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SNP urged to take a 'radical' approach to tackling Scotland’s drug death tragedy

Drug users inside the Safe Consumption van organised by Peter Krykant. Picture taken in September 2020.

SNP urged to take a 'radical' approach to tackling Scotland’s drug death tragedy

THE SNP government must set out a “new era of drugs policy radicalism” to tackle the horrific scale of drug deaths in Scotland.

Details about the number of people who died a drug-related death in Scotland last year will be published tomorrow by the National Records of Scotland.

In 2019, 1,264 Scots died drug-related deaths, up 6 per cent on the previous year. That’ means Scotland’s rate is higher than those reported for all the EU countries, and approximately three and a half times that of the UK as a whole.

Ahead of the statistics being published, the Scottish Liberal Democrats have called on the government to take a more radical approach.

They’ve urged ministers to work with the Crown Office and Procurator Fiscal Service and the Lord Advocate to allow safe consumption spaces.

They’ve also called for new specialist family drug and alcohol commissions to help provide wraparound services to those reported for drug offences.

Alex Cole-Hamilton, Scottish LibDem health spokesperson, said: “The former SNP justice secretary openly admits that his party chose to look away rather than address the scars of Scottish drugs misuse, for fear that it would distract from the pursuit of independence.

"Nicola Sturgeon chose to cut the budget by 22 per cent. The fallout from those decisions is being felt every day. Ministerial apologies now won't bring those people back.

“Liberal Democrats have led the way in making the case for an evidence-based approach to drug policy for years.

“We need a new era of drugs policy radicalism to finally turn the corner on drugs misuse and ensure that we are treating people with compassion and health treatment, rather than prosecution.”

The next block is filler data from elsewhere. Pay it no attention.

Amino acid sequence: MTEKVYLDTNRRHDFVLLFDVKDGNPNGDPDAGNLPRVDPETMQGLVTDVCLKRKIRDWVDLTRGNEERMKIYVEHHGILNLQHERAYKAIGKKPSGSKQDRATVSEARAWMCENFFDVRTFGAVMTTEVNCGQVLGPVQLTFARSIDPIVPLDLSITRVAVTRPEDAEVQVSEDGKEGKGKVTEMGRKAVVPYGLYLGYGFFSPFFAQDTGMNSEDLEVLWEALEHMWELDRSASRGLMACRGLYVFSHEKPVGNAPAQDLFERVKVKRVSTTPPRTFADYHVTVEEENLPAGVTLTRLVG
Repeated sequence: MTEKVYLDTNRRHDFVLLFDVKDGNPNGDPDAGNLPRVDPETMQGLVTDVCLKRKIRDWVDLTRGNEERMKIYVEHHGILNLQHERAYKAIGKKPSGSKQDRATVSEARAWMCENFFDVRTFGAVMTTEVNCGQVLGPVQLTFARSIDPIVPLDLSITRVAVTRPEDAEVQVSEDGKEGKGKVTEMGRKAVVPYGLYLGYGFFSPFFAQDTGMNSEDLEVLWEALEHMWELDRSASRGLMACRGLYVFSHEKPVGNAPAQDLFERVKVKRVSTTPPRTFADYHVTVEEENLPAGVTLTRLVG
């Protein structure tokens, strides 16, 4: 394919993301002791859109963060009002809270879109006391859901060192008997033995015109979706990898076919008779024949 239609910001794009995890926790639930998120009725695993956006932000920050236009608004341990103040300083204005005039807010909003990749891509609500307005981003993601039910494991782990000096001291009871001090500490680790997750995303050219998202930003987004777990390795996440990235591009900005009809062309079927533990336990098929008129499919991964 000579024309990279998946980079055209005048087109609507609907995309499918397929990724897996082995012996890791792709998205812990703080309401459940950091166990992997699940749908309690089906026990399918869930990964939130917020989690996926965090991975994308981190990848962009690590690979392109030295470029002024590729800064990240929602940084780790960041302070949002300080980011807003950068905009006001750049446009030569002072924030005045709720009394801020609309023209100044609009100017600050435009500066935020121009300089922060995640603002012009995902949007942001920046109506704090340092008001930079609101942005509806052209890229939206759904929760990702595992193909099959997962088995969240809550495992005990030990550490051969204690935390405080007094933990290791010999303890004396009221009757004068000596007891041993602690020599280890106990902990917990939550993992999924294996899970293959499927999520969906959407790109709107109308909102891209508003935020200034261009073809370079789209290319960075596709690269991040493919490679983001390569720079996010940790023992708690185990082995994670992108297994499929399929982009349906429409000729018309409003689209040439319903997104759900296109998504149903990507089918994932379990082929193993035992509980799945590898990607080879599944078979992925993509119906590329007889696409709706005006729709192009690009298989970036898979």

Last year’s grim figures proved a tipping point for the Scottish Government, with Nicola Sturgeon later admitting that she had taken her “eye off the ball” and should have done more.  

The SNP leader sacked Joe Fitzpatrick, her public health minister, appointing a new minister to focus purely on tackling drug deaths, and pledging an extra £250m over the next Holyrood term to tackle the "national disgrace".

She also said the government would look again at the legal hurdles to establishing drug consumption rooms in Scotland.

While health and policing is devolved to Holyrood, drug laws are reserved to Westminster.

The Scottish Government has long-backed introducing the spaces to allow drug users to safely take their drugs, but say they can’t do anything as the UK Government is opposed. 

However, campaigners – like Peter Krykant who runs an informal consumption room from the back of his van in Glasgow city centre – have long argued that even though drug laws are the responsibility of ministers in London, ministers in Edinburgh could provide legal cover.

They say that the Lord Advocate could release a “letter of comfort” stating that drug consumption rooms could operate without fear of criminal prosecution. 

The former holder of the post, James Wolffe, provided similar guidance for Naloxone. However, he has refused to budge from his 2017 position, saying that there needs to be a change in the law at Westminster before action can be taken. 

The UK government's minister for crime and policing, Kit Malthouse, said it was committed to working with the Scottish Government to tackle drug misuse, but it had "no plans to decriminalise drug possession".

Despite the promise of investment, Scottish Conservative health spokesperson, Annie Wells, said there was little evidence much was changing. She said: “Scotland’s drug deaths crisis is one of our most stark challenges. Communities like mine are being devastated year after year, with very few signs that the situation on the ground is improving.

“Nicola Sturgeon has admitted she ‘took her eye off the ball’ and drug deaths spiralled. But the SNP Government are still failing to take the drastic action necessary to sort this crisis.

“Our Right to Recovery Bill has been developed with frontline experts and we are encouraged that it is gaining such widespread support.”

She added: “We now need the SNP Government to stop stalling and support this bill. Every delay costs lives.

“We have waited years for change but the extra funding we demanded and the new standards in force are not cutting it. The only way to guarantee everyone gets the treatment they need is to make it enforceable in law.”

Earlier this week, the First Minister refused to be drawn on the new drug deaths statistics. 

She said: “The drug deaths toll in Scotland, as I have tried to be candid about, is far too high – shamefully high – and we’ve got to do more about it.

“We are doing a lot now to try to bring those numbers down. We take full responsibility for that. Contextually, it’s important to remember that the figures that will be published this week pre-date much of that activity.

“I wouldn’t expect those interventions, yet, to have an impact on those figures. To what extent COVID might have had an impact on those figures last year, we will have to wait and see what the statistics show and then consider that in the round.”

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